Isaac’s Storm

61l6qLZUK3L._SL150_Isaac’s Storm:  A Man, a Time, and the Deadliest Hurricane in History
by Erik Larson
1999 / 323 pages
read by Richard Davidson 9h 38m
rating:  8.5 / non-fiction – history

Although Hurricane Katrina which hit the Gulf Coast in 2005 was larger and more costly, the hurricane which hit Galveston, Texas in September of 1900 is the deadliest the US has ever seen.

I’ve read three of Larson’s books,  The Devil in the White City (2003),   In the Garden of the Beasts (2011) and the brand new Dead Wake.  This earlier book concerns Isaac Cline, the chief meteorologist in Galveston at the time,  his background, his experience, the experiences of various other Galveston residents,  a lot of information about weather forecasting and the nature of hurricanes as understood today.  Many of the phenomenon which they saw and were able to measure then had not been seen in the lifetime of anyone alive so there was a lot of pooh-pooh’ing – barometric pressure was one of these.

I really should have read this book before now as my late husband was a research meteorologist and my son’s name is Isaac – furthermore,  I have been through a hurricane, including the eye so it’s about time I read this.  It was kind of getting to be a bucket-list read.

Getting to the book –  it seems Cline was a  child of his age with complete confidence in the ability of science to explain the world – men would shortly be able to control the weather,  in fact,  anything could be done through the science of the day.  People and scientists had complete confidence in themselves and their work.

After a moderately long, fairly interesting and appropriate introduction and  buildup we get to the hurricane itself – this is the page-turning stuff.  I think there may be a bit of hype on some aspects and Davidson plays those up in his reading and it makes for a very exciting listen.  But Larson is the author who made the lives and ambitions of the architects behind the Chicago World’s Fair exciting.  He’s is a master of writing nonfiction so it “reads like a novel” without sacrificing the factual evidence.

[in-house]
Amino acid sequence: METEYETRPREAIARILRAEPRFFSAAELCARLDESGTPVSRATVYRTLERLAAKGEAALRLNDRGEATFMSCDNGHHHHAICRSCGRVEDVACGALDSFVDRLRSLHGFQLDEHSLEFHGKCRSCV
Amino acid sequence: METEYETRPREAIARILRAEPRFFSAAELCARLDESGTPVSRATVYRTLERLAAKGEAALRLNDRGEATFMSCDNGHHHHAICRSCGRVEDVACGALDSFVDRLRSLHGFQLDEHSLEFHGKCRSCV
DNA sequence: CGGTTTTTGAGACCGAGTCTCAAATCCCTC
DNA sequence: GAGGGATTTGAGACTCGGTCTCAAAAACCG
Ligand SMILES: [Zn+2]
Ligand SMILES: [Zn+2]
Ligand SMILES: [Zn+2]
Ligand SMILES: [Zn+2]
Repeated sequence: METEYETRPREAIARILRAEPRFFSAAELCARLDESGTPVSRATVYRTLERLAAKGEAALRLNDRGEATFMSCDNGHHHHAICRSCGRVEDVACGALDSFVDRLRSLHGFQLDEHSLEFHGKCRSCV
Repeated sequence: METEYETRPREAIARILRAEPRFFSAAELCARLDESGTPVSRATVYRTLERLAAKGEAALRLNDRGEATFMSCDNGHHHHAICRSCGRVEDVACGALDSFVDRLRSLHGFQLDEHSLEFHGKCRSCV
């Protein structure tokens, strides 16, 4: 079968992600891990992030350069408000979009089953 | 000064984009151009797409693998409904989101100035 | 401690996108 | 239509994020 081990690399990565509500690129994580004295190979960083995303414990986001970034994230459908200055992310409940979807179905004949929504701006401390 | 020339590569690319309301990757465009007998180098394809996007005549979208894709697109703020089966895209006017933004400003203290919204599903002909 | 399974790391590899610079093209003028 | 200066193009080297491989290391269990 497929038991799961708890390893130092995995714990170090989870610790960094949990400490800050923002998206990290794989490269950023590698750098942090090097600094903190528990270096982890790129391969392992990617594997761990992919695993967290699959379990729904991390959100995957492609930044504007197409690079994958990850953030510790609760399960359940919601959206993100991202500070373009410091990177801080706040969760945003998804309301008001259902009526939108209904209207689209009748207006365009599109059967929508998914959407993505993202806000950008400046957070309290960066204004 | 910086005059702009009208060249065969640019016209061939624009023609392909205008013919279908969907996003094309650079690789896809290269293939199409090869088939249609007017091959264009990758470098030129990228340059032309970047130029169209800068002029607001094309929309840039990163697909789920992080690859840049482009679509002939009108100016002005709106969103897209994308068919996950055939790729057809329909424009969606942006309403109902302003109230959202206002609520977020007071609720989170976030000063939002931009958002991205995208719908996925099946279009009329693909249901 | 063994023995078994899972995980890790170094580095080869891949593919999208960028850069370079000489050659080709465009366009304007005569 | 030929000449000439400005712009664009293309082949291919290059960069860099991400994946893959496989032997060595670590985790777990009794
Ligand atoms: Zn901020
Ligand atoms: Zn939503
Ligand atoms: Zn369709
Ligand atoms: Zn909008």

One hard thing about listening to non-fiction is that you don’t get the footnotes and I’d love to see what Larson used.  He usually uses diaries, journals, newspapers and reports,  – a lot of different things.  Also,  I wonder if there were photos in the book.   Oh well – I do my googling –  (lots of good photos)

P.S. – the audio version has a nice interview with Larson after the end.

4 Responses to Isaac’s Storm

  1. Dagny says:

    I’ve heard about this and how no one believed him and he ran around himself warning people. I can see where it would read like a novel. I’m definitely putting it on my list.


  2. Yup – that’s the guy. Fascinating book.


  3. I loved this book, but it’s so long since I read it I can only remember impressions rather than details and facts. It certainly made me think I’d happily read more of his – I didn’t read White City when BGL (I think it was?) did it. I’m rather sorry I didn’t because I probably won’t every get around to it.


    • Larson is the only author capable of making the lives and ambitions of a couple of architects in 19th century Chicago come alive. lol – That was half of White City, the “Devil” (serial murderer) part wasn’t nearly as compelling.

      Liked by 1 person

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